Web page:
Tagged: Macbook

How the biggest electronic acts play their music live

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So far we’ve talked about digital audio workstations, basic components of a home studio, MIDI controllers, and even mobile apps and how they can fit into your creative process for making music. With Ultra Music Festival wrapping up this month, I figured it would be appropriate to talk about how some of the most technology-heavy music producers in the world utilize these technologies to create their sounds during a live performance.

Here are a few names you might recognize and which devices they use during their live shows:

Skrillex

Electro House, Dubstep

Skrillex, a former post-hardcore singer/songwriter, began creating digital productions and has been a major contributor to bringing electronic music back into the mainstream. Having been nominated for a total of eight Grammy awards and leaving with six, Skrillex is showing no visible signs of slowing down. Here’s what his live rig looks like:

Skrillex's Live Setup

Although not widely known as the most technically-skilled artist, Skrillex has gained massive success and helped bring modern electronic music into the popular culture. (From left to right: M-Audio Trigger Finger, Apple MacBook Pro, & Pioneer DJM-800 Mixer/MIDI Controller.)

Where you can hear Skrillex: Skrillex’s Official YouTube Channel

Flying Lotus

Experimental Electronic, Hip Hop

Flying Lotus comes from Los Angeles, California and proves how enormous sounds can be made on a small laptop. You might have heard his beats in-between cartoons on Adult Swim or you might not have heard of him at all – either way I suggest you check out Flylo. If you are fortunate enough to see him play live, here is what you’ll most likely see lying in front of him:

Flying Lotus' Live Setup

Flying Lotus utilizes technology while still maintaining a very organic and human feel to his music – a lot of this is due to his practice of recording and playing beats without any computer correction or editing. (From left to right: M-Audio Trigger Finger, monome 40h, Apple MacBook Pro, & Novation ReMote 25SL Keyboard.)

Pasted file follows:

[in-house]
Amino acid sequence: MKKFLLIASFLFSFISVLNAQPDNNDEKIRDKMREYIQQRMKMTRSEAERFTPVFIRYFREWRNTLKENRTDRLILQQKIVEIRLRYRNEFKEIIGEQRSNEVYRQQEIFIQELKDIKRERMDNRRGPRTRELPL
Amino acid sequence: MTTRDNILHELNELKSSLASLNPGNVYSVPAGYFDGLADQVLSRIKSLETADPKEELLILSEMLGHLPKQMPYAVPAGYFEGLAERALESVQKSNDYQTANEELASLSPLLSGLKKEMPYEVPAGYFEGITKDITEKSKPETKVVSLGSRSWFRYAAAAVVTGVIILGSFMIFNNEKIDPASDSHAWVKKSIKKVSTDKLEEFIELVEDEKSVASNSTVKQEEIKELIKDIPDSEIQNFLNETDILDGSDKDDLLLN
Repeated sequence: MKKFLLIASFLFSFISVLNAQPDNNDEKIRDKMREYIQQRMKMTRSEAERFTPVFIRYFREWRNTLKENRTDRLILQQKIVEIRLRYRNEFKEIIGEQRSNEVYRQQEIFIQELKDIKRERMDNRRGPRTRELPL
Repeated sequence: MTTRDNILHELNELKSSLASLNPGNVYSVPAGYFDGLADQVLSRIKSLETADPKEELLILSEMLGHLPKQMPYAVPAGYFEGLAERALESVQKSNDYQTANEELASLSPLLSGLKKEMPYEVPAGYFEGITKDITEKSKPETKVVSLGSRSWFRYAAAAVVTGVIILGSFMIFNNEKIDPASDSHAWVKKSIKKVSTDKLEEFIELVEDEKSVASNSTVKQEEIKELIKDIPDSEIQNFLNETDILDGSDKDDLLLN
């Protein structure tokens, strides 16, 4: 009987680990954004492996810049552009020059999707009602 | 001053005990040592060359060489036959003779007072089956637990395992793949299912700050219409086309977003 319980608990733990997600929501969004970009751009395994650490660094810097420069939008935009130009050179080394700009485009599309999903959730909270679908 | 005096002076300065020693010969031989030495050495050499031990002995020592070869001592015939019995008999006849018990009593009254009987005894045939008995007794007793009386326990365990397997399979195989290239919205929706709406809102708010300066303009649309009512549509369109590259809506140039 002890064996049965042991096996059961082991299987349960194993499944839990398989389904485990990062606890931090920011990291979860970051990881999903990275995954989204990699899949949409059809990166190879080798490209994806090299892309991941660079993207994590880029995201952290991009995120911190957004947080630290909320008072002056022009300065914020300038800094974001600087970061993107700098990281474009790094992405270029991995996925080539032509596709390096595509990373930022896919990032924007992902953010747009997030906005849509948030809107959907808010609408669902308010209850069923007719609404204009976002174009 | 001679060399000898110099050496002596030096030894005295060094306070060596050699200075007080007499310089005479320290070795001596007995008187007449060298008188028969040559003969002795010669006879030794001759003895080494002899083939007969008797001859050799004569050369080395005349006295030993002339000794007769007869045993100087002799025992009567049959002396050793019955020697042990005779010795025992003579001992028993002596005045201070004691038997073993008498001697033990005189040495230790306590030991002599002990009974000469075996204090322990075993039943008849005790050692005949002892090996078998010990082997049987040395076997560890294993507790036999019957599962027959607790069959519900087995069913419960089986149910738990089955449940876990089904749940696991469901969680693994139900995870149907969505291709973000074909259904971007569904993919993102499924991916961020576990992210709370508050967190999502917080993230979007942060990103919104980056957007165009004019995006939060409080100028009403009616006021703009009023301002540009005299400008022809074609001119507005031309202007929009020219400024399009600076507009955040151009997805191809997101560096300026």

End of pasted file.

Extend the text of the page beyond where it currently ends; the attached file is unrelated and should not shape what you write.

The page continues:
Where you can hear Flylo: Flying Lotus’ Official Website

Bassnectar

Breakbeat, Drum & Bass, Dubstep

Bassnectar aka DJ Lorin hails from Santa Cruz, CA and has been playing his electronic music in huge live settings for over a decade. In the last few years he has become known for putting on insane live shows and playing his loud, bass-heavy music to the masses. If you’ve seen Bassnectar live and had a second to stop dancing and look his way, then you would’ve seen him headbanging in front of these:

Bassnectar's Live Setup

Bassnectar chooses to dual-wield Apple MacBook Pros and M-Audio Trigger Fingers during his bass-heavy shows – this allows for the creation of more complex sets and improved reliability in the case of something going wrong.

Where you can hear Bassnectar: BassnectarLabs YouTube Channel

Pretty Lights

Electronic Funk, Hip Hop, Dubstep

Pretty Lights comes from Colorado and brings some incredible funkiness into the broad genre that is electronic dance music. If you’re ever able to look away from the light show that accompanies his live performances (and gives him his name), then you’re going to see Pretty Lights jamming on a variety of controllers:

Pretty Lights' Live Setup

Pretty Lights has embraced technology as a means of creating his music. For live shows, he connects two Akai MPD32 drum pads and an 8×16 monome grid controller to two Apple MacBook Pros and gets funky.

Where you can hear Pretty Lights: Pretty Lights Music

deadmau5

Progressive House, Electro House, Trance